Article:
When talking about the gestalt principles, Closure is one of the coolest because it plays a trick on your brain. This principle operates on the idea that individuals have a natural inclination to fill in missing information to form a complete, recognizable pattern or object, even when all the components are not fully visible. This tendency allows for creative designs that engage viewers by inviting them to mentally complete the image, thereby creating a more memorable and impactful visual experience.

The principle of closure is often used in brand identity projects, but at Lazarev., our UI/UX designers applied it differently in a website design project for Grand Founders. First, the mind sees squares made by incomplete lines with all three graphic elements. Then, within these squares, the elements create shapes like arrows, squares, and diamonds. Even though they're not fully finished, the principle of closure helps the mind complete the figures.

One of the most compelling uses of the principle of closure is seen in the World Wildlife Fund's panda logo. The logo doesn't depict a complete panda; instead, it uses strategically placed black shapes on a white background, allowing the viewer's mind to fill in the gaps. This clever use of negative space not only makes the logo memorable but also subtly communicates the organization's message about the absence (or potential loss) of wildlife, demonstrating the powerful emotional impact of the principle of closure.

A similar example that showcases the principle of closure in action is the NBC Peacock logo. Just like World Wildlife Fund’s panda, this logo cleverly uses negative space to form the shape of a peacock, with colored segments representing the bird’s feathers. Although the peacock’s outline isn’t explicitly drawn, the arrangement of these colorful segments against a simple background enables viewers to perceive the complete form of the peacock. The logo utilized the principle of closure by relying on the viewer’s mind to fill in the gaps, creating a powerful and enduring brand symbol.

The Gestalt principle of closure

The Gestalt Principle of Proximity

This principle is predicated on the idea that elements placed near each other are perceived as a cohesive unit, influencing how we organize and interpret visual traits. Proximity can dramatically impact the visual layout by suggesting relationships between components, thereby guiding the viewer's understanding and interpretation of the design.

A clear demonstration of the principle of proximity in website design is the navigation menu we developed for Half Past Nine. By using the correct spacings, we grouped the pages into columns. This setup guides the viewer's eye to read the navigation menu vertically instead of horizontally, even though the menu has horizontal lines. 

The Gestalt principle of Proximity

Nothing highlights this principle better than the New York Subway map. Despite the dense network of routes and stations, the map utilizes proximity by grouping lines and stations in a way that makes the system appear less daunting. This organization helps commuters easily decipher their routes, proving that the principle of proximity can transform chaos into clarity.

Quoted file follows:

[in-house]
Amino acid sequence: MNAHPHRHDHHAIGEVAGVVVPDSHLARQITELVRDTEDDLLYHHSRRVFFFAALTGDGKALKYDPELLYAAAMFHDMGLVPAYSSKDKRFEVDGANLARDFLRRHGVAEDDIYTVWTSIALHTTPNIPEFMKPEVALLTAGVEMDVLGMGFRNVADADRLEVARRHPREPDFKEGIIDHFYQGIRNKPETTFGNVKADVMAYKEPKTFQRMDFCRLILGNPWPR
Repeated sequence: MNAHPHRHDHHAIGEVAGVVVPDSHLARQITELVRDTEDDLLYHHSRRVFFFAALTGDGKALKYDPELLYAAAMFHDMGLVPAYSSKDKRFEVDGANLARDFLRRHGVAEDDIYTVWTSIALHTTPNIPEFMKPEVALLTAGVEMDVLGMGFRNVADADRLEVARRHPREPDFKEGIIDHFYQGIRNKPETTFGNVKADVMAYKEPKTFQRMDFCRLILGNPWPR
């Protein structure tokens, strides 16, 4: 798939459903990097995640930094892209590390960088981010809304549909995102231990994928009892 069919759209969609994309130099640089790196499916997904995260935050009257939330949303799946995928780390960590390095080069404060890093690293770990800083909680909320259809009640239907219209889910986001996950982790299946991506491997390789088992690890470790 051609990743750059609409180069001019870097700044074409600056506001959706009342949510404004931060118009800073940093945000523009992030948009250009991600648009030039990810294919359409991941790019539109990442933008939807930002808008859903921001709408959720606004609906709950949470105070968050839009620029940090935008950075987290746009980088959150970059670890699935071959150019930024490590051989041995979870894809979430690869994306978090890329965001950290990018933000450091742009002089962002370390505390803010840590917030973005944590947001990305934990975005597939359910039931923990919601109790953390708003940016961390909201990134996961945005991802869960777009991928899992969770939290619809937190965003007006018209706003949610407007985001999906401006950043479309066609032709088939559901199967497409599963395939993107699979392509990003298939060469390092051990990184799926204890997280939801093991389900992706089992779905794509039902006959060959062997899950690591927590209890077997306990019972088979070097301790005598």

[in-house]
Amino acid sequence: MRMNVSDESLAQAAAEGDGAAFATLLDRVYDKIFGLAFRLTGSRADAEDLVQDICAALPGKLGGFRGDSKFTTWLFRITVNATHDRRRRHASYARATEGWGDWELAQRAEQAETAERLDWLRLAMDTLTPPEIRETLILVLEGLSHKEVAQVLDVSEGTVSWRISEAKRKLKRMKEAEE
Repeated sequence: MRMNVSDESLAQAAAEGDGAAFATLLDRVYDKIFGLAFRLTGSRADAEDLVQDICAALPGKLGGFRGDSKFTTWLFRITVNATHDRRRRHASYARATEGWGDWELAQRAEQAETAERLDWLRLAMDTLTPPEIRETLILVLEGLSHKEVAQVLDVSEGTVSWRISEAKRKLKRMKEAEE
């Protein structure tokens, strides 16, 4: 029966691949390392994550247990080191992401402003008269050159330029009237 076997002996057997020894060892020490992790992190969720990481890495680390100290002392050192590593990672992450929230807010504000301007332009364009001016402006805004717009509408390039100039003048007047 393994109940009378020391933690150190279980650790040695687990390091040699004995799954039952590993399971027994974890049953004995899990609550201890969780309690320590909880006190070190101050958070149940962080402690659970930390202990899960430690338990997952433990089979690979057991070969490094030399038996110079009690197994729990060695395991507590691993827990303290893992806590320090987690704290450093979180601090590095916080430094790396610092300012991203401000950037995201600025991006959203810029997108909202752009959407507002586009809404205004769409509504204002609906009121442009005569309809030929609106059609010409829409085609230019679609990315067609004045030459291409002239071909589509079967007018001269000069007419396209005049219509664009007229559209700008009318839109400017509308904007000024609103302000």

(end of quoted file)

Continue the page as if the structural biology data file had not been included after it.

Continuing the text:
The principle of proximity example

The Gestalt Principle of Figure/Ground

Similar to the closure principle, the figure takes advantage of the way our brain processes negative space. It describes how humans perceive and visually distinguish an object (the figure) from its surrounding area (the ground). This principle is critical for understanding how we perceive and interpret visual stimuli, as it influences our ability to focus on specific elements within a composition. It plays with our visual perception by toggling between what is considered the foreground and what is seen as the background, often leading to fascinating visual traits and a deeper engagement with the artwork or design.

To exemplify how the principle of figure works, we'd like to showcase the latest brand identity and website design for Accern. The Accern logo offers a dual visual interpretation, where you can perceive both the blue pentagons with negative space inside and a black transformer surrounded by blue pentagons. 

The overarching concept of Accern revolves around transforming content into data. The black transformer symbolizes the intermediary process through which the content passes, ultimately resulting in structured data being delivered to the user.

When looking at the FedEx logo, at first glance, it's a simple logo with the brand's name. However, a closer look reveals a hidden arrow formed between the letters 'E' and 'x', symbolizing speed and precision. This clever design detail not only enhances brand recall but also subtly communicates the essence of FedEx's services, showcasing the principle of figure/ground in creating meaningful brand messages.

The Rubin Vase illustration is also a classic in showcasing the figure/ground principle. This optical illusion presents a viewer with a visual choice: either a vase in the center or two faces looking at each other in profile, which occupy the space on either side of the vase. The Rubin Vase encapsulates the essence of the figure/ground principle by demonstrating how a single visual can be perceived in multiple ways, depending on which element—the vase (figure) or the faces (ground)—the viewer chooses to focus on.This image serves as a powerful example of how the figure/ground principle can be used to create multi-layered designs that engage viewers by encouraging them to shift their focus and perceive alternate realities within the same level.

The Gestalt principle of figure

The Gestalt Law of Symmetry